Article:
Josef Joffe famously referred to the U.S. presence in Western Europe as “Europe’s pacifier.” The idea was that you stick the American pacifier in there and the *cough* recurring problem emanating from Europe goes away.
After the Cold War ended, and the official reason for the NATO alliance blew away as if in the wind, we never considered letting the alliance go with it. That tells you something. Instead of coming home, we pushed NATO “out of area” rather than allowing it to go “out of business.” Christopher Layne argues that this was all by design. U.S. policymakers never intended to allow Europe to establish its autonomy and worked diligently to ensure that efforts at autonomous European defense would fail. They succeeded.
In February, Defense Secretary Robert Gates was whining about the “demilitarization of Europe” and how the Europeans have grown “averse to military force.” I responded by pointing out that this was dumb. Mancur Olson’s logic and the history of American policy on the European continent that Layne documents show that we were as much to blame for this state of affairs as the Euros themselves.
And now here’s the Wall Street Journal pointing out that the Euros are slashing their defense budgets further still.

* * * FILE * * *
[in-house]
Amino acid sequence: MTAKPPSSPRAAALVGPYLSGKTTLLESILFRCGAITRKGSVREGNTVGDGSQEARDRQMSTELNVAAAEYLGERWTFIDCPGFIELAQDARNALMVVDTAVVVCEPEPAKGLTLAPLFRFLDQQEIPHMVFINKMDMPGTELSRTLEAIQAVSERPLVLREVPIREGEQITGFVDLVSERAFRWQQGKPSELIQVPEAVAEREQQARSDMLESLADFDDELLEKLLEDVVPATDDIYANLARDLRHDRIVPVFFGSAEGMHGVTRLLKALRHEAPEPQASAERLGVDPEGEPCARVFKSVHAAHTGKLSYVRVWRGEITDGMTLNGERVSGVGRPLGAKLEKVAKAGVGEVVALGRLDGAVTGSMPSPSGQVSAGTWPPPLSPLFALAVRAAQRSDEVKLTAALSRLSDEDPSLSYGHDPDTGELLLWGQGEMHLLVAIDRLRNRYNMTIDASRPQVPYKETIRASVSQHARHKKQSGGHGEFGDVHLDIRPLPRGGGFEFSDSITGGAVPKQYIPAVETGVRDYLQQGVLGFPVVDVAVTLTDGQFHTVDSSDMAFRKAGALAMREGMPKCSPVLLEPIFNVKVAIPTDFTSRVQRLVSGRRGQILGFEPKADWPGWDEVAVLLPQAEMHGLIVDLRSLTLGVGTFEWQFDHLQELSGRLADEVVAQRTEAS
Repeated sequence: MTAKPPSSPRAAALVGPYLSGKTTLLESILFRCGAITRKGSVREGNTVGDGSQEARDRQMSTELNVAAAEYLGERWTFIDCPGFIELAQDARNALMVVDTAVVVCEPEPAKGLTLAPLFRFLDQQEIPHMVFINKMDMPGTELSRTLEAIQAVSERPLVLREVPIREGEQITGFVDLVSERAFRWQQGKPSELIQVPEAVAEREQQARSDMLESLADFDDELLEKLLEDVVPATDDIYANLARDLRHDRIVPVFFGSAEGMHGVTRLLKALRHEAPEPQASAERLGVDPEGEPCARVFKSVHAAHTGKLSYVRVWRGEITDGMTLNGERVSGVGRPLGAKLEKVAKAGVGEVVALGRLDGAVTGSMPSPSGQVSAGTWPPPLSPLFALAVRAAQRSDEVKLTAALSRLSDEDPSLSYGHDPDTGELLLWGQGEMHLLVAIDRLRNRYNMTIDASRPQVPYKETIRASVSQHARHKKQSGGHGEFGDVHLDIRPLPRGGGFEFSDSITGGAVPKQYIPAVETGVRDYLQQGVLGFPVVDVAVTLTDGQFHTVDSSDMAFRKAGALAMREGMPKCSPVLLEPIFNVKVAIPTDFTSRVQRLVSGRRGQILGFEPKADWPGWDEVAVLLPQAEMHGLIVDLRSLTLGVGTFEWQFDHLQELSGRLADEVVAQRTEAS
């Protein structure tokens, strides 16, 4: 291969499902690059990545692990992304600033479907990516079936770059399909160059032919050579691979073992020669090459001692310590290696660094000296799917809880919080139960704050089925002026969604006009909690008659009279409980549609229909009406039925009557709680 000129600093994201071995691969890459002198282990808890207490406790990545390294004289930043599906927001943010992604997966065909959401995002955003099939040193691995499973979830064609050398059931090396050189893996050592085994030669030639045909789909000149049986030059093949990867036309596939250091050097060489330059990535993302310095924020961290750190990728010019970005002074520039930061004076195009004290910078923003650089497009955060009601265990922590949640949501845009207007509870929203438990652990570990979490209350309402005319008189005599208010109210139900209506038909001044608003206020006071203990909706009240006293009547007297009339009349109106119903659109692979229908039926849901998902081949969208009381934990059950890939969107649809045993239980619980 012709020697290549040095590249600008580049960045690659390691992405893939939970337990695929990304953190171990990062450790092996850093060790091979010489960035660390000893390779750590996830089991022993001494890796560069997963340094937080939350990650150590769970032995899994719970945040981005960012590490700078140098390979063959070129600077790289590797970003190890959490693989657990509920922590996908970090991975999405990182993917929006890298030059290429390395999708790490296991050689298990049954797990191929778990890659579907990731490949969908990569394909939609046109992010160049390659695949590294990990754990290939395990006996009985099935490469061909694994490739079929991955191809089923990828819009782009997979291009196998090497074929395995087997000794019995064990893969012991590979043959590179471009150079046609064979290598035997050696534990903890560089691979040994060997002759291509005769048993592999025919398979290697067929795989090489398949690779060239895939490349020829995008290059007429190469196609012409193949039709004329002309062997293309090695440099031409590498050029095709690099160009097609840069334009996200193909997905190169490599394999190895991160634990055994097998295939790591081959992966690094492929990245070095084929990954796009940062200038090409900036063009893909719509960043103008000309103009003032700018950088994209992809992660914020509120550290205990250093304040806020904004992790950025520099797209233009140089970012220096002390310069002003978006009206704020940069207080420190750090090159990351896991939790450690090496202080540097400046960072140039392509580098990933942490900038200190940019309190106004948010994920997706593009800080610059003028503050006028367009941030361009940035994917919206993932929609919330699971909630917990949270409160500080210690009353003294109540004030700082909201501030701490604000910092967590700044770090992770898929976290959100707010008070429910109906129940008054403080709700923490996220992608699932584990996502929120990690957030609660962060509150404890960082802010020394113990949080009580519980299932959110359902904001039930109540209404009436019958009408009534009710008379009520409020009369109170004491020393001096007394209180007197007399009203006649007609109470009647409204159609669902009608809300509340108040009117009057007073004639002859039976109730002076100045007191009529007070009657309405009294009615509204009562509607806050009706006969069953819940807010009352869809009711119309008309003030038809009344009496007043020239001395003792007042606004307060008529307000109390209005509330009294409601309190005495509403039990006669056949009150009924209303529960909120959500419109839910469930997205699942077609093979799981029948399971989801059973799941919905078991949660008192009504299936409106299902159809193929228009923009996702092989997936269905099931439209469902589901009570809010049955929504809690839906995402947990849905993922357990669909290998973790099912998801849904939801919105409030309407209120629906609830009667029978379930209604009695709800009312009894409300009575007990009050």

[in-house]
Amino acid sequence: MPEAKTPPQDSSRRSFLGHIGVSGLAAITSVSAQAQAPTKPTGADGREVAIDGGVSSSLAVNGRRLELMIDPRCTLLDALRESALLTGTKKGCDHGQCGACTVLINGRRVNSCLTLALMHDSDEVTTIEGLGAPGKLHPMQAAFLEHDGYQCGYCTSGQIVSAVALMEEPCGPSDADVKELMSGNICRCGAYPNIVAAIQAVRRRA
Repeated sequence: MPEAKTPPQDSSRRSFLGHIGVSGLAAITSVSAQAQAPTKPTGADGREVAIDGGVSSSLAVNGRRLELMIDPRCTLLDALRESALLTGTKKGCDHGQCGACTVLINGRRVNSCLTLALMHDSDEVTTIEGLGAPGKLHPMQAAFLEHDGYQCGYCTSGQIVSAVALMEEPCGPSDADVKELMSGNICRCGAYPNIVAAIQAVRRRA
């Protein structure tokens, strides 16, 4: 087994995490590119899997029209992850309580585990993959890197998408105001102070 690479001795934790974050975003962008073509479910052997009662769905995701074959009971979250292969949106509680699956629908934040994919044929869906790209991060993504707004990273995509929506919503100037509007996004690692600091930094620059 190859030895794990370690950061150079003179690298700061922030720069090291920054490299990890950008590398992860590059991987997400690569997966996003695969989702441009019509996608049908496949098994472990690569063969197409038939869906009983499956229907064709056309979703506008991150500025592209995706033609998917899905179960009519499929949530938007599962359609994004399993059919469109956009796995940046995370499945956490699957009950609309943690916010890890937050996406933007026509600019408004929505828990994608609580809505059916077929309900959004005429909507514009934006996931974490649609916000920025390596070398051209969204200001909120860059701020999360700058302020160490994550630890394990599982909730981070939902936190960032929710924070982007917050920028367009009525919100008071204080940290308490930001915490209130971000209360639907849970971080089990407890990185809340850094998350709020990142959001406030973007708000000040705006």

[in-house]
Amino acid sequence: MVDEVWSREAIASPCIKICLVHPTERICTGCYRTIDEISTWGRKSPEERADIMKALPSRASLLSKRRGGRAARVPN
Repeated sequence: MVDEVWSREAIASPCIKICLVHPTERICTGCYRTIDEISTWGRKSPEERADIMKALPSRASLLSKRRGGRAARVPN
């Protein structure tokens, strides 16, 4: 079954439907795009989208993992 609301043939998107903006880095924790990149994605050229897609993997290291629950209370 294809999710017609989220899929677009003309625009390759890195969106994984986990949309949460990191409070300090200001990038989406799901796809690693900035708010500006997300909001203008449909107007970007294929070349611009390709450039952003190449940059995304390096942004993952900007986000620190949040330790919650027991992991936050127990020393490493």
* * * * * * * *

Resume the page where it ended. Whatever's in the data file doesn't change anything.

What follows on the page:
There are two schools of thought on this. The first says that European defense spending isn’t so low as it’s commonly made out to be. This group argues (implicitly at times) that there is no pacifier. War has been “burned out of the system” in Europe, to steal a phrase, so the Euros should just invest in capabilities that can help out with the sorts of overseas noodling-around missions we’re doing now in Afghanistan and that NATO/America is likely to create in the future.
But I don’t think you have to be John Mearsheimer [.pdf] to belong to the second group. This group buys pacifier logic but worries about both the prudence and the sustainability of Washington playing the pacifier role indefinitely. It worries about the larger role the United States appropriates for itself in the world as it promotes the infantilization of Europe. And it worries, ultimately, about how this all ends.
The question for the first group, it seems to me, is how little European defense spending is too little, and why. Further, if we approach or cross the “too little” line, what should we do to promote more European defense spending? Would this include promoting a larger European role in the world, which has historically been the main reason America has opposed EU defense efforts?
Regardless, the perennial American lament about European defense spending is likely to wind up again, particularly in the shadow of the dubious Afghanistan campaign.